But this is also where the problem comes in. It can effectively be a “crime” in member states like Russia, Iran, or Venezuela, to engage in anti-government activism or even run-of-the-mill journalism—activities that, in other member countries including most Western democracies, are protected by law. And despite efforts to guard against abuses, otherwise laudable international law-enforcement coordination can have the perverse effect of undermining democratic rule of law, by giving authoritarian countries the opportunity to influence how democracies enforce their own rules.
Interpol’s constitution tries to guard against this by forbidding “any intervention or activities of a political, military, religious or racial character.” Here, too, Browder’s account is a little off: Through a spokesperson, Interpol flatly denies ever having issued a Red Notice, the formal “wanted” alert to member police forces reviewed and approved directly by Interpol, for Browder. Interpol has repeatedly rejected Russian requests to issue one for Browder, deeming them clearly politically motivated. (Browder is a key force behind the Magnitsky Act, named for his lawyer Sergei Magnitsky, who died in prison after uncovering a massive tax fraud linked to Russian government officials in which much of Browder’s own money disappeared. Among other things, the act sanctions wealthy associates of Russian President Vladimir Putin, and is by many accounts uniquely enraging to the Russian government.)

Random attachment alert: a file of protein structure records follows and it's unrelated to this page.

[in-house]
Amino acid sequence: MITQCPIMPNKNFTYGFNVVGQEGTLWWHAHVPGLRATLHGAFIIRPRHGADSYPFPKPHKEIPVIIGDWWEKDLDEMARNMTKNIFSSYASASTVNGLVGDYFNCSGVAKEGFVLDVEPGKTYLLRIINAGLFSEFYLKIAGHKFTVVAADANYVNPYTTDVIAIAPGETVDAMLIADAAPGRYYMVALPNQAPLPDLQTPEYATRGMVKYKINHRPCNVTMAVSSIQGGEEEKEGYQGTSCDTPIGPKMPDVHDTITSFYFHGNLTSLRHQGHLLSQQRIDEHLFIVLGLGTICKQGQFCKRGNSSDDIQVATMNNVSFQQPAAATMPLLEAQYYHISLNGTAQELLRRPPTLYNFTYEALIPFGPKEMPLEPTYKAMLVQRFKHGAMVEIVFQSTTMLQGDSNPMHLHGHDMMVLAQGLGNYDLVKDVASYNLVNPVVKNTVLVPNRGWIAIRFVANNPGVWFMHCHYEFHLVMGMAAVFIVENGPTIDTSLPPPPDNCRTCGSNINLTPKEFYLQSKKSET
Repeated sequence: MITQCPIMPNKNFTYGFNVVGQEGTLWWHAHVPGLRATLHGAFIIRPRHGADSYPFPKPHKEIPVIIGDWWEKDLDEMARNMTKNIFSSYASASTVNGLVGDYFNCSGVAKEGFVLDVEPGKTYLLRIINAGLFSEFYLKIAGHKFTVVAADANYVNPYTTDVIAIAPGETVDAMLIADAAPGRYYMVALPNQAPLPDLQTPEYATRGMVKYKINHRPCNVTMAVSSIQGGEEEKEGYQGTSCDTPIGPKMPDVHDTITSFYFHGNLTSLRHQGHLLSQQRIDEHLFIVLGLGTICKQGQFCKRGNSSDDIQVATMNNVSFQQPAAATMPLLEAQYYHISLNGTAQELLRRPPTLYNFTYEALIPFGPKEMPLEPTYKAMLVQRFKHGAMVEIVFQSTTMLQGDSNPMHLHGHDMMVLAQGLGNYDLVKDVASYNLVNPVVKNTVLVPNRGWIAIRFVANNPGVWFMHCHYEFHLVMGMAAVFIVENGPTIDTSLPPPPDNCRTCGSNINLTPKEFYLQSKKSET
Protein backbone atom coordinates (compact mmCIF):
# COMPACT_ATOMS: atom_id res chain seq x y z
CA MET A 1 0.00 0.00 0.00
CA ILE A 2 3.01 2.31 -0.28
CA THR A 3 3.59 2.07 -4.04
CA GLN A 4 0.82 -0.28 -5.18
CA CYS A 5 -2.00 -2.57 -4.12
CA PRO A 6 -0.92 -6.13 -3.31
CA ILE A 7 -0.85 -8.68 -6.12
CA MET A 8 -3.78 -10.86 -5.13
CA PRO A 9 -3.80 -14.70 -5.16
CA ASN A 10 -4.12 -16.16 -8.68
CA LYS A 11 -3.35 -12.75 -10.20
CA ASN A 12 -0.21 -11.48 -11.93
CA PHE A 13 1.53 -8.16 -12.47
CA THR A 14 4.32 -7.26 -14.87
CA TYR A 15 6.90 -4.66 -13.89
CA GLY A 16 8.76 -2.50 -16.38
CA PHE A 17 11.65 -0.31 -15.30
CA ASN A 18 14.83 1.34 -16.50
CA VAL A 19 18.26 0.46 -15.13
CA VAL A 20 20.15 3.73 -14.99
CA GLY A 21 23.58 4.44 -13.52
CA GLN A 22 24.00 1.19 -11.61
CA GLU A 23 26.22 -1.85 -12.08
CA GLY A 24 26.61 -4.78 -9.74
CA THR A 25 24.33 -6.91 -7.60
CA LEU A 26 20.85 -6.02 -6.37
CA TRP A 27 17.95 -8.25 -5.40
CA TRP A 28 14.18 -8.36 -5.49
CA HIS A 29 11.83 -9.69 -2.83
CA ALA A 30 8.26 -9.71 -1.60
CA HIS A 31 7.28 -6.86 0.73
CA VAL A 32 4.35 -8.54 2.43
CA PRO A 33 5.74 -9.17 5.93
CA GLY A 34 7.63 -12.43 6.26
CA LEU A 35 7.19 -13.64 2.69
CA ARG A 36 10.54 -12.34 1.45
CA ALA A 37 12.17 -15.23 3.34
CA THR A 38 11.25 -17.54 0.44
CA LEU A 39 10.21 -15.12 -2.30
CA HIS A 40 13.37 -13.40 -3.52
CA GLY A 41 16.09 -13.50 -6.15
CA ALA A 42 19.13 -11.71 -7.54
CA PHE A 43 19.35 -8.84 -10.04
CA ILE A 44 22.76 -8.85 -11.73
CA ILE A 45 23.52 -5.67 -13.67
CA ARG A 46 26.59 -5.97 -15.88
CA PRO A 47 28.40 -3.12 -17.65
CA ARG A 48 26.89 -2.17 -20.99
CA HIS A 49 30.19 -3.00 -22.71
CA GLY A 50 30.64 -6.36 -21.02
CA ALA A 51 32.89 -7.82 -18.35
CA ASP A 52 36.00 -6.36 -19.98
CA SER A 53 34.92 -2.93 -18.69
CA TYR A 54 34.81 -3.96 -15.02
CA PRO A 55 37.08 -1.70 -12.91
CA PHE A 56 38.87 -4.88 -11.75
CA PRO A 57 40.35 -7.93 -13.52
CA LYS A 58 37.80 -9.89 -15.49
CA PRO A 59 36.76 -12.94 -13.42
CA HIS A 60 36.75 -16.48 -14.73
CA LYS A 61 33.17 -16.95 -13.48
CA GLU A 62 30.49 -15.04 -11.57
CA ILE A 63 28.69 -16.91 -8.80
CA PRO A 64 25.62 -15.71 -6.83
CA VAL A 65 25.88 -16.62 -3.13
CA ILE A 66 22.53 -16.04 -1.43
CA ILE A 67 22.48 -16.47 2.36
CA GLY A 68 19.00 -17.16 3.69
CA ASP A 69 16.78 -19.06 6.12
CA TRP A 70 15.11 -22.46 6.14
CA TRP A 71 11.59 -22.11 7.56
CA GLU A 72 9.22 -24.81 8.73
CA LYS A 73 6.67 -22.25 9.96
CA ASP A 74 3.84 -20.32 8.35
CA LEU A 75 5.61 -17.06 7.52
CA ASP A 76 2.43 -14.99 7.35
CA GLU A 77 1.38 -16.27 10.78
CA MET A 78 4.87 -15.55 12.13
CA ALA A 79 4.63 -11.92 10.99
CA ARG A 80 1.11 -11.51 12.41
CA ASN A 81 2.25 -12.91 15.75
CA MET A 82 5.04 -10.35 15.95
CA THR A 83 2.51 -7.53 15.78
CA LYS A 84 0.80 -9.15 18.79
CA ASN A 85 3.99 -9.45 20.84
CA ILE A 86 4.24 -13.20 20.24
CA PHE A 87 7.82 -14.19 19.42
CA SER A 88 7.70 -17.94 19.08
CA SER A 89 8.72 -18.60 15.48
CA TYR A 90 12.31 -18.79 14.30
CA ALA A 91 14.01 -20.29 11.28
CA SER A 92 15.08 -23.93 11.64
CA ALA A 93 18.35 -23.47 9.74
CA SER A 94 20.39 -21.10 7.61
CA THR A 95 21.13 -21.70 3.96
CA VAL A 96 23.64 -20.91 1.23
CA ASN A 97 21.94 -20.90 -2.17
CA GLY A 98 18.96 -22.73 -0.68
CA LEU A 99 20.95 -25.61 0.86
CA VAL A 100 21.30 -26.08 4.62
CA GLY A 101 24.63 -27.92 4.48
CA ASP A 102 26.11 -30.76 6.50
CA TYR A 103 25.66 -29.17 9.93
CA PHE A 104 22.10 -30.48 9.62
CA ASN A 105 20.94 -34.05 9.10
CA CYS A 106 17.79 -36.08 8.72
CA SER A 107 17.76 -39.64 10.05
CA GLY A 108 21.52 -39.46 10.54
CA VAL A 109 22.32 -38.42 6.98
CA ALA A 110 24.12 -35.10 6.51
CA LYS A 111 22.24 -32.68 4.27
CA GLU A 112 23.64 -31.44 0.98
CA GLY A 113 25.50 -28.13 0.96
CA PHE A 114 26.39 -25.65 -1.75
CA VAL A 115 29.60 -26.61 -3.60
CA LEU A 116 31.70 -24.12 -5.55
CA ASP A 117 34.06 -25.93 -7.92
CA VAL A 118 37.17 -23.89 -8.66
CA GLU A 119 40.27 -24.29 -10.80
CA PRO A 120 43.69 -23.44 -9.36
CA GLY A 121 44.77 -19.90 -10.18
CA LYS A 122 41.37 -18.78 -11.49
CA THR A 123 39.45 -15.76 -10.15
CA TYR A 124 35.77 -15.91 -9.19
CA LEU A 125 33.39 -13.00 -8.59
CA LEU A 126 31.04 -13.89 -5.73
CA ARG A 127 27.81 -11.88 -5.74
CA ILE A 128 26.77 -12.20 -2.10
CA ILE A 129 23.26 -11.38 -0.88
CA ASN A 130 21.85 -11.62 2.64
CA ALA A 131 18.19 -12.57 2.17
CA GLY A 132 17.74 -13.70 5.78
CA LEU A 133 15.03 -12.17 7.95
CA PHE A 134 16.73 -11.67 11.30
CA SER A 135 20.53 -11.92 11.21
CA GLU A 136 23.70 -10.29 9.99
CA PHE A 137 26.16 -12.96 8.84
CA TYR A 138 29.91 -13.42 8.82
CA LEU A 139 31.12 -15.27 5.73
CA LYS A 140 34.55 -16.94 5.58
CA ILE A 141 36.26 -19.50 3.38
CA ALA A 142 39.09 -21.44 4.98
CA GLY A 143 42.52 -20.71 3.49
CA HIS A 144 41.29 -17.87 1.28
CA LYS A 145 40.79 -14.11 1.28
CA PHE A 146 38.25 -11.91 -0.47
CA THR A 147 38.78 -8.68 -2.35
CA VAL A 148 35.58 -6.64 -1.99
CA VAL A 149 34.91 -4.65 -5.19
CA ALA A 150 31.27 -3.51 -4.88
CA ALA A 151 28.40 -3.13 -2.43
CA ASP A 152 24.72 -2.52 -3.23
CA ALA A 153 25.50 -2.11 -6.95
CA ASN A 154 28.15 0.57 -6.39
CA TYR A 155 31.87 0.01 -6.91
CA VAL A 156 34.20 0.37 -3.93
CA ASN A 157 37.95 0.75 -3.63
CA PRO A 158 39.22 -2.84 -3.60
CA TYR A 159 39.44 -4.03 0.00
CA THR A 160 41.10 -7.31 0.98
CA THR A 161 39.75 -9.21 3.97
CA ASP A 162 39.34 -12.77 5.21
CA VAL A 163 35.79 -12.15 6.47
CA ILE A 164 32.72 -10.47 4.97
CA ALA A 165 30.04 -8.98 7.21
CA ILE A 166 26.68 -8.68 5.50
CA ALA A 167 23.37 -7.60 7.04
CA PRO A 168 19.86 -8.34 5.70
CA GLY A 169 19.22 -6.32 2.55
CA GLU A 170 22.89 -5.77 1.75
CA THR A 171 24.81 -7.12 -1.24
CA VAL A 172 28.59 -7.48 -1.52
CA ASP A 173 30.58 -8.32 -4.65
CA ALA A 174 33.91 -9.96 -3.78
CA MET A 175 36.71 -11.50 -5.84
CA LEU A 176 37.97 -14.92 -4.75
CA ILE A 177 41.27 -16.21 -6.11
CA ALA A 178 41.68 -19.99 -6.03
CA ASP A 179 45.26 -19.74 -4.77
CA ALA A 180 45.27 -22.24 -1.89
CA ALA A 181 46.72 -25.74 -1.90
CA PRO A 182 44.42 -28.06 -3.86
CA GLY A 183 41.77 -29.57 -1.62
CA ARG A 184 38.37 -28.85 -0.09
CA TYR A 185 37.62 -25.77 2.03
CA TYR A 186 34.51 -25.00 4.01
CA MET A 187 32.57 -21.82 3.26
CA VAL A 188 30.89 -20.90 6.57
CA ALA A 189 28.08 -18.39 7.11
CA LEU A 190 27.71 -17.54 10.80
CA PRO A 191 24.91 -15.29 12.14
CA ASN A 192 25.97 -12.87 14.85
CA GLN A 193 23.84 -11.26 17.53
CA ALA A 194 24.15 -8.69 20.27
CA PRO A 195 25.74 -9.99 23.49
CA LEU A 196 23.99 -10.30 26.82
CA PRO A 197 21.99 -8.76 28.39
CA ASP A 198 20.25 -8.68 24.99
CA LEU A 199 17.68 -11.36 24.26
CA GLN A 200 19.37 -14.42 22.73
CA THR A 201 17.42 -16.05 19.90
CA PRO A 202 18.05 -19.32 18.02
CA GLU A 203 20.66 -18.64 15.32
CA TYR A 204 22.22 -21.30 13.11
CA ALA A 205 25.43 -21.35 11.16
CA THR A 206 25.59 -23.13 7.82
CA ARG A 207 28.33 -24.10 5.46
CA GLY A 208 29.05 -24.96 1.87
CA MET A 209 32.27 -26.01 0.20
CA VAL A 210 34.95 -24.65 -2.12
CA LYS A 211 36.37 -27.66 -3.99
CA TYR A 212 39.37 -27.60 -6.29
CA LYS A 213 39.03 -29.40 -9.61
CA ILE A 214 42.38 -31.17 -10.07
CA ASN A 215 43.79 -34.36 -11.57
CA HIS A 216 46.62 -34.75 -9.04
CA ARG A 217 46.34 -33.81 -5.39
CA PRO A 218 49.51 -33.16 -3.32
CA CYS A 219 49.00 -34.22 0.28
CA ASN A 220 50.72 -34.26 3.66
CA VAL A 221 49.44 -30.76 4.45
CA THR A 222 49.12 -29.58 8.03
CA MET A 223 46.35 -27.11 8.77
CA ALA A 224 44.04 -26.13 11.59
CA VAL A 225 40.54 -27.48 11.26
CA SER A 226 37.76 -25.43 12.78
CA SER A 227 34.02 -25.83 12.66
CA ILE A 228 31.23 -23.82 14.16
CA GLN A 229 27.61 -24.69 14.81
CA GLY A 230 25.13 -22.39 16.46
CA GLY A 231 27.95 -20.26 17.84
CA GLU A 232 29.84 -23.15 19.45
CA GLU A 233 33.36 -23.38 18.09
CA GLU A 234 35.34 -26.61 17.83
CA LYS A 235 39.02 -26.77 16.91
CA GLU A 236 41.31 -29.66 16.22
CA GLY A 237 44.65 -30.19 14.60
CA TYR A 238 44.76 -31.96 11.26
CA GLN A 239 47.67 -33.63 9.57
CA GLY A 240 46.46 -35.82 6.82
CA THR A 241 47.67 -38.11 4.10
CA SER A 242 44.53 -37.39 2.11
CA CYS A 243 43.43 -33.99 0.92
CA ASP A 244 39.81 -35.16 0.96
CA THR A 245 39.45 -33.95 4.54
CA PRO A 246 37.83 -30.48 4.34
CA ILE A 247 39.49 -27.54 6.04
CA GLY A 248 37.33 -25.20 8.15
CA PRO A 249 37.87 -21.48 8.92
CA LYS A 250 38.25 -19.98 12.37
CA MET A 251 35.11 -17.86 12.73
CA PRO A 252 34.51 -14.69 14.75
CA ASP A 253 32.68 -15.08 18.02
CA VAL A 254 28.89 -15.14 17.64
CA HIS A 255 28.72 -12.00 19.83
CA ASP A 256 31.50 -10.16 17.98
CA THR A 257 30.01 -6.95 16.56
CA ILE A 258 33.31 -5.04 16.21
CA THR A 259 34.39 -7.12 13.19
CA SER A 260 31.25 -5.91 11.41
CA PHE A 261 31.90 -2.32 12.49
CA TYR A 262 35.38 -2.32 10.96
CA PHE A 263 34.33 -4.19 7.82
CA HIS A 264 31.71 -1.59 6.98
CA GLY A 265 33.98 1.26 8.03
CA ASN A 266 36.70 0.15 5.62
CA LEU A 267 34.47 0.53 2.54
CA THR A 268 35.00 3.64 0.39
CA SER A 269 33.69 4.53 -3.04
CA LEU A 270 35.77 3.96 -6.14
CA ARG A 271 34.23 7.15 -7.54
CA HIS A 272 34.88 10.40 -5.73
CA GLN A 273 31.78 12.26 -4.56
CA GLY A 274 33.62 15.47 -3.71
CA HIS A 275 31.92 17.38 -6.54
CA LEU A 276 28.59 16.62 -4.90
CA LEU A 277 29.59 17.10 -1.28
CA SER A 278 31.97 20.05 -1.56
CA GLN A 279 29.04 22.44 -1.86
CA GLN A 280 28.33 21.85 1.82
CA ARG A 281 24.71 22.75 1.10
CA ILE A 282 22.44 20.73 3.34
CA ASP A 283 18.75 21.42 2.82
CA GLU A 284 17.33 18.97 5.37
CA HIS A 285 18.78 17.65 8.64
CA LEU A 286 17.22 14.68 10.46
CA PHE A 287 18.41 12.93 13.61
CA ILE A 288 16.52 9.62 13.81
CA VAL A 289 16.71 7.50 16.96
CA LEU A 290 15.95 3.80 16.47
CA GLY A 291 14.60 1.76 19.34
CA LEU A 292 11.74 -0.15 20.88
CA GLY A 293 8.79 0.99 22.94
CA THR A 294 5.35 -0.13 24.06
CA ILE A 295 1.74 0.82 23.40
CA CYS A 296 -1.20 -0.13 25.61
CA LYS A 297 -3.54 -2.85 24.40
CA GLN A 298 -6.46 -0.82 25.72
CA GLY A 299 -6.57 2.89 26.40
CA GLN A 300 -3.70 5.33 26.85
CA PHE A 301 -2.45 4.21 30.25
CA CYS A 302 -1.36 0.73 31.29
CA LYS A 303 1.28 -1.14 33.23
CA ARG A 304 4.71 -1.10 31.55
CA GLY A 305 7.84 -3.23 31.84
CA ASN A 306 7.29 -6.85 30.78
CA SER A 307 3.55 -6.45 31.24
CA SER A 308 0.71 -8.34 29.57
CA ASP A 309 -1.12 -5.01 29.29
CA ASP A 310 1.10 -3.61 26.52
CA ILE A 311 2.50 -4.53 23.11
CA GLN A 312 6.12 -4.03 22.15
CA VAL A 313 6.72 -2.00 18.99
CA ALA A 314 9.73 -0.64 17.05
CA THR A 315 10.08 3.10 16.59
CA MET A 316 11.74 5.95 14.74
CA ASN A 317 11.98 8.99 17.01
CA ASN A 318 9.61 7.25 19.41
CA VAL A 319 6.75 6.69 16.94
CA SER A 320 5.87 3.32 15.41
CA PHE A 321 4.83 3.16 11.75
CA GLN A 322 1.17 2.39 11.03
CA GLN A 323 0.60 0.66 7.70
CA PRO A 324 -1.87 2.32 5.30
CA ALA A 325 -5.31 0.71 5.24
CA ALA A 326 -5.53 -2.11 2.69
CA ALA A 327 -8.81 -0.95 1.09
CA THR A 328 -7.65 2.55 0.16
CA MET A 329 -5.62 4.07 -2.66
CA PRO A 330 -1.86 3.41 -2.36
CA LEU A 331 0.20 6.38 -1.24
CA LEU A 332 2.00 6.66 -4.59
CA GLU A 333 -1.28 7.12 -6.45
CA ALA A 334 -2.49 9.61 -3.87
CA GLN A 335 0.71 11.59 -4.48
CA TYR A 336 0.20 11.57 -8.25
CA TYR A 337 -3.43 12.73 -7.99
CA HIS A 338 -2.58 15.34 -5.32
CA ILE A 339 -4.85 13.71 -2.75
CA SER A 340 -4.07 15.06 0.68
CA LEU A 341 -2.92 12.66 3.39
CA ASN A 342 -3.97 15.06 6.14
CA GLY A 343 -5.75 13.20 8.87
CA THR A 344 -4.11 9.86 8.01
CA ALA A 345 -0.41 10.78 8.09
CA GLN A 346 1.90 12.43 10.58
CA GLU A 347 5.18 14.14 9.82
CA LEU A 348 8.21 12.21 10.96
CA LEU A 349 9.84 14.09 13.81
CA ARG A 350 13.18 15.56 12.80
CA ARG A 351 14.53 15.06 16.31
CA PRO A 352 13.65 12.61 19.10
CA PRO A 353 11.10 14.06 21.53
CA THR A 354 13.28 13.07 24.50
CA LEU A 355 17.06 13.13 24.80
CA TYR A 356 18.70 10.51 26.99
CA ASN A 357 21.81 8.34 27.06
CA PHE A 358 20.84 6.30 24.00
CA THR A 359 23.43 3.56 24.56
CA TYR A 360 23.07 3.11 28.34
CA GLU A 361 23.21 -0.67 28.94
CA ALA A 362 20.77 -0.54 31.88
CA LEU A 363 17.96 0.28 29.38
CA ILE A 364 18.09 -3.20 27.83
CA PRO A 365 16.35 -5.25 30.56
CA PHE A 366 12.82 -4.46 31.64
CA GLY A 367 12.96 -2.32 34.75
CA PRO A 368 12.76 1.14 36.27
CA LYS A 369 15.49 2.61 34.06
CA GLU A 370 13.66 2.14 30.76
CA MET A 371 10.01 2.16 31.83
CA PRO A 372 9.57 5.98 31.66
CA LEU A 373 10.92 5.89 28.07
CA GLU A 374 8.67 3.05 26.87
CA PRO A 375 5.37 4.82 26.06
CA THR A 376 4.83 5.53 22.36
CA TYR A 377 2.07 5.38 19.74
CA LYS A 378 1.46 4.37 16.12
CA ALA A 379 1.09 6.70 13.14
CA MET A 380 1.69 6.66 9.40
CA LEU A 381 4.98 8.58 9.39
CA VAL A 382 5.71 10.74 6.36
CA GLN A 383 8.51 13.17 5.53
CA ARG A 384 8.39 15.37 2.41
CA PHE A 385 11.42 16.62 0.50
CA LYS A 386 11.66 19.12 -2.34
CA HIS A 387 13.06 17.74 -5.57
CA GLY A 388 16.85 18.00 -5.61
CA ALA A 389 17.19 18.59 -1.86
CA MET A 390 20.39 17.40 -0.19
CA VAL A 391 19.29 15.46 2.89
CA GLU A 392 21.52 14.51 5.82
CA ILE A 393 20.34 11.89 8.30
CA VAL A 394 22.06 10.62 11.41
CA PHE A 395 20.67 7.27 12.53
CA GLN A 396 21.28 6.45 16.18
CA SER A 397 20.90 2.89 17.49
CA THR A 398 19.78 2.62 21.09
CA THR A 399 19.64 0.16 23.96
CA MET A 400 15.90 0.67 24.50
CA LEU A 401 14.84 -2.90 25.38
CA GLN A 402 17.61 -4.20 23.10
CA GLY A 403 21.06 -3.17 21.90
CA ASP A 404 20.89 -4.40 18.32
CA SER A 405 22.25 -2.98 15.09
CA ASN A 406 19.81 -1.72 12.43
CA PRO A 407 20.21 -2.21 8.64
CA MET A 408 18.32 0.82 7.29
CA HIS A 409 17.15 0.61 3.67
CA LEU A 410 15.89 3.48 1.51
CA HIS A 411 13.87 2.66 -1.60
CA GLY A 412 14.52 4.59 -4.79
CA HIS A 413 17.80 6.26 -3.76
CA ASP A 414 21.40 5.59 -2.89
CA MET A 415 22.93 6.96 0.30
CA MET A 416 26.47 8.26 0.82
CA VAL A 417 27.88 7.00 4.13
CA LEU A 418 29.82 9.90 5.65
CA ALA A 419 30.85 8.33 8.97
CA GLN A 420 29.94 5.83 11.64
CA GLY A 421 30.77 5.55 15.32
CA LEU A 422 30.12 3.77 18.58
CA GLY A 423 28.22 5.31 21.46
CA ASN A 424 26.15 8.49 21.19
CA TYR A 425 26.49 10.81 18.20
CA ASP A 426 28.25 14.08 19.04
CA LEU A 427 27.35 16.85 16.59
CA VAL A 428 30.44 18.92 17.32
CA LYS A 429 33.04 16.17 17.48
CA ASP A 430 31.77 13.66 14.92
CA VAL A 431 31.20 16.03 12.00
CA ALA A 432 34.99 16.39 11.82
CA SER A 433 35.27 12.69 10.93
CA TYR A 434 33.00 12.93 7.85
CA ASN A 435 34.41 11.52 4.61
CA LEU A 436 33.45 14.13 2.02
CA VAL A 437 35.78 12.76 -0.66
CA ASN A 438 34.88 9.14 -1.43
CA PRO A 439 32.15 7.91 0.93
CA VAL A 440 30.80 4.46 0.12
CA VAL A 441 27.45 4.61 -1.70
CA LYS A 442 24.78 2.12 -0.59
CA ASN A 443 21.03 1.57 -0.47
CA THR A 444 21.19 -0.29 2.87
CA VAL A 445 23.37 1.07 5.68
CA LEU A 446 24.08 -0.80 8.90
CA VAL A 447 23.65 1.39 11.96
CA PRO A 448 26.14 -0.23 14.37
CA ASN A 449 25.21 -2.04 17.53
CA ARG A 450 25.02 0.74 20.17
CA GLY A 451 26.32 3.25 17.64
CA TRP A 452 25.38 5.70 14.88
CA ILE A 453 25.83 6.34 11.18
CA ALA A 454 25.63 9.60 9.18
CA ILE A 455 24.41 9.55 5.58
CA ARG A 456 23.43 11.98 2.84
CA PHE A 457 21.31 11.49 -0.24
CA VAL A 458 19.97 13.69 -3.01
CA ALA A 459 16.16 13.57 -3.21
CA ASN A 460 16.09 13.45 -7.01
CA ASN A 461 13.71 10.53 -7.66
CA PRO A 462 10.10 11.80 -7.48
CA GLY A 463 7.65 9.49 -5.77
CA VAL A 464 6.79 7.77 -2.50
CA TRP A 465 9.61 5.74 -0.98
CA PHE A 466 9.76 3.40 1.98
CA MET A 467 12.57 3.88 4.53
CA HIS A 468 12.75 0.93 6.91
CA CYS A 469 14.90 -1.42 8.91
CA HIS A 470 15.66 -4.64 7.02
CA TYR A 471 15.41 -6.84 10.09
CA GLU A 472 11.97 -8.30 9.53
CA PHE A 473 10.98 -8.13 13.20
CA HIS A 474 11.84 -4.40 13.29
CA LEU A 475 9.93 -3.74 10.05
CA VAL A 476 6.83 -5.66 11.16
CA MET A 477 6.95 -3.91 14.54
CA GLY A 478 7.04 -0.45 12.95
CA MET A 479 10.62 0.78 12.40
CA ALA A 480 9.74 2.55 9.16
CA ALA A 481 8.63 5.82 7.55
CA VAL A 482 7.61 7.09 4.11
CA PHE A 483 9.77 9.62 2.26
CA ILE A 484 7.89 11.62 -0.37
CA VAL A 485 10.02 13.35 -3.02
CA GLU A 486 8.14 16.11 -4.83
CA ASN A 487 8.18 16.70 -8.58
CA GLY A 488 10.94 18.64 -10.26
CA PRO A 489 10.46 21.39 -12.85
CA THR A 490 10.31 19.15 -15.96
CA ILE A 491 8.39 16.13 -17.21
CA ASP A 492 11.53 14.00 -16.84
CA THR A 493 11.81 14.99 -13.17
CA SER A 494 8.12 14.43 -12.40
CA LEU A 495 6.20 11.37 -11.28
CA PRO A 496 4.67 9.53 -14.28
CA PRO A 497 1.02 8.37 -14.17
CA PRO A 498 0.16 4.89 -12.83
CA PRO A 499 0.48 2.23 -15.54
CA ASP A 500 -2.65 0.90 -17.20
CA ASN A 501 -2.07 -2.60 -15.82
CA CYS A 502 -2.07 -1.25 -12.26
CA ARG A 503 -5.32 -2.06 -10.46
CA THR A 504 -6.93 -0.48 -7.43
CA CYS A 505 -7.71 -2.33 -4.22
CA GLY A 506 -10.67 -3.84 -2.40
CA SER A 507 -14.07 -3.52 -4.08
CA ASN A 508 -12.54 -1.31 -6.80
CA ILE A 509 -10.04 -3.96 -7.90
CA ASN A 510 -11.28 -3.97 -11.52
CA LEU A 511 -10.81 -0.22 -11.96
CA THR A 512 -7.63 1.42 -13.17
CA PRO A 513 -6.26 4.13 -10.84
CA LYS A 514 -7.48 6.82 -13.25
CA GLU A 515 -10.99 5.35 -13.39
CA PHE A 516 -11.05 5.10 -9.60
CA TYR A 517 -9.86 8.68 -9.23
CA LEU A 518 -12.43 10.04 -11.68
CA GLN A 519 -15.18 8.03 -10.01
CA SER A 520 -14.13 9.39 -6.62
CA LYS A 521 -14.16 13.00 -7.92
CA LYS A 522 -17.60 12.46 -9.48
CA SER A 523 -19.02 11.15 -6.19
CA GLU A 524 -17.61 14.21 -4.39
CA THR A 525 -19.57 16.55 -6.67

There is another way, however. While a Red Notice requires approval from Interpol itself, a so-called “diffusion” notice is just an alert member countries circulate among themselves. Interpol’s press office wrote to me: “In October 2017 a diffusion was circulated in relation to Mr Browder, however this was found to be non-compliant following a review by the General Secretariat [Interpol’s leadership body, based in Lyon, France]. A diffusion is a request for cooperation circulated directly among member countries.” And this is where Russia can game the system.
Interpol says it requested the notice be removed from national databases, but it has no way to enforce compliance. Browder told The Atlantic that Russia has tried to issue six notices for him, all of them ultimately rejected as abusive. But sometimes it’s just a numbers game. “The Russians try stuff a hundred times, and sometimes it works,” Browder told Andrew Higgins of The New York Times two years ago. “They can fail 99 times, but the 100th time it could work. For them, that makes it all worthwhile.”
In fact, Higgins and others have detailed many cases of Russia’s using Interpol this way. A 2013 report by the advocacy group Fair Trials International, for instance, detailed the case of their client Petr Silaev, a Russian environmental activist who fled Russia and was arrested in Spain on a Russian warrant and threatened with extradition. (He had been accused of “hooliganism” in Russia after what Fair Trials described as an ordinary protest in Moscow in 2010.) A Spanish court ultimately rejected Russia’s extradition request, but not until after Silaev had spent eight days in prison and six months fighting a legal battle in Spain.